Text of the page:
Hannah's Reviews > The Hole in Our Gospel: What does God expect of Us? The Answer that Changed my Life and Might Just Change the World

The Hole in Our Gospel by Richard Stearns
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May 17, 2011

really liked it
bookshelves: reviewed

Richard Stearns is CEO of World Vision, an organization that feeds, clothes, and shelters children all over the globe. In his book, Stearns, passionately declares that most Americans have a hole in their lives as a result of ignoring the world's poor. It is not only American lives that have this hole, he says, but also the Christian gospel. By not feeding, clothing, and sheltering the poor in our world, Stearns argues that Christians fail to fulfill Christ's commands. He uses, statistics, personal experiences, and the words of Mother Theresa, Martin Luther King Jr, and Bono to impress upon his readers the great disparity that exists between the rich and the poor.
From its causes to possible solutions, Hole in our Gospel presents an easily understood picture of poverty without over simplifying or demeaning those it affects. Unlike many books on poverty, Stearns does not attempt to make his audience feel guilty for their wealth. Instead, he arms his readers with statistics, discusses common stereotypes of the poor, and lists many of the reasons that Americans (as well as Christians) do not give. One of the most important topics he covers is compassion fatigue. The idea that most Americans are inundated with images, videos, and facts about poverty. It is much easier to empathize with Rokia, a starving seven-year-old in Africa than the 26,500 children that die everyday from preventable causes related to poverty. Large numbers have less impact than smaller ones even though they represent much more suffering.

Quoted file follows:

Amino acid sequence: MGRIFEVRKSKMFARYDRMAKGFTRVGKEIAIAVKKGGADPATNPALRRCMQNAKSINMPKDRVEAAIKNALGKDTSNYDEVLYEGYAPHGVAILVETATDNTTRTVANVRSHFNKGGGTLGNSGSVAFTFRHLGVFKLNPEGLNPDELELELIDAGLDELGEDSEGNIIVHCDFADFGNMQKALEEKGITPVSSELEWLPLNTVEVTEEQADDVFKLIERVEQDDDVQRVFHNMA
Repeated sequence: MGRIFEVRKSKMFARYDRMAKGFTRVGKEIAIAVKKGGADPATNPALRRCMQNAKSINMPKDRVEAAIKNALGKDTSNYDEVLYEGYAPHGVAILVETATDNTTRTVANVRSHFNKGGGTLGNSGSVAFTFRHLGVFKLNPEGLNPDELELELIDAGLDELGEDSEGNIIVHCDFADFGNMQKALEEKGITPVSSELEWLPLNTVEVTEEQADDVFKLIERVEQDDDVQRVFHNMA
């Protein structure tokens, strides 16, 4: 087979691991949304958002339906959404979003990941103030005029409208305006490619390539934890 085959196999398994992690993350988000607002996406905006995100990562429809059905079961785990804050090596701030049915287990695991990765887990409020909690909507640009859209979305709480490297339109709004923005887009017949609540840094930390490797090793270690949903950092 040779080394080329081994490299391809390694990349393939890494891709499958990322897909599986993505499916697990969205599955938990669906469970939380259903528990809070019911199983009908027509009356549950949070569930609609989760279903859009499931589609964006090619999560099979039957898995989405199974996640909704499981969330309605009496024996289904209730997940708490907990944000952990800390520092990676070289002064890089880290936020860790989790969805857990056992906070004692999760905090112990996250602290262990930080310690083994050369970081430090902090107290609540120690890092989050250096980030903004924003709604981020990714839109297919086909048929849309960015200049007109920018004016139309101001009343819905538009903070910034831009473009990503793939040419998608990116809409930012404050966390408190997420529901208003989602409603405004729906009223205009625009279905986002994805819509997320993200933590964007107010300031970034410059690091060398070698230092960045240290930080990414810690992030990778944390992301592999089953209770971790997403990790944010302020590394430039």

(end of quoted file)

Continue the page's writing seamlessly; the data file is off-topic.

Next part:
I could probably write a month's worth of blog posts just on topics I read about in Hole in Our Gospel. While I enjoyed the book overall, too many pages used detailed explanations of Bible passages to show that caring for the poor is one of God's priorities. Once I passed all that detailed exegesis, the book improved by leaps and bounds. I felt that his upfront honesty about stereotypes of impoverished people as well as his examination of the excuses Americans have for not giving were much more eye-opening and action-inducing.
Most importantly however, I loved the way Stearns talked about the people themselves.
"Perhaps the greatest mistake commonly made by those who strive to help the poor is the failure to see the assets and strengths that are always present in people and their communities no matter how poor they are. Seeing their classes as half full rather than half empty can change our approach to helping.”
Stearns speaks about the dignity that exists among the wealthy and the poor. He calls us to help and empower.
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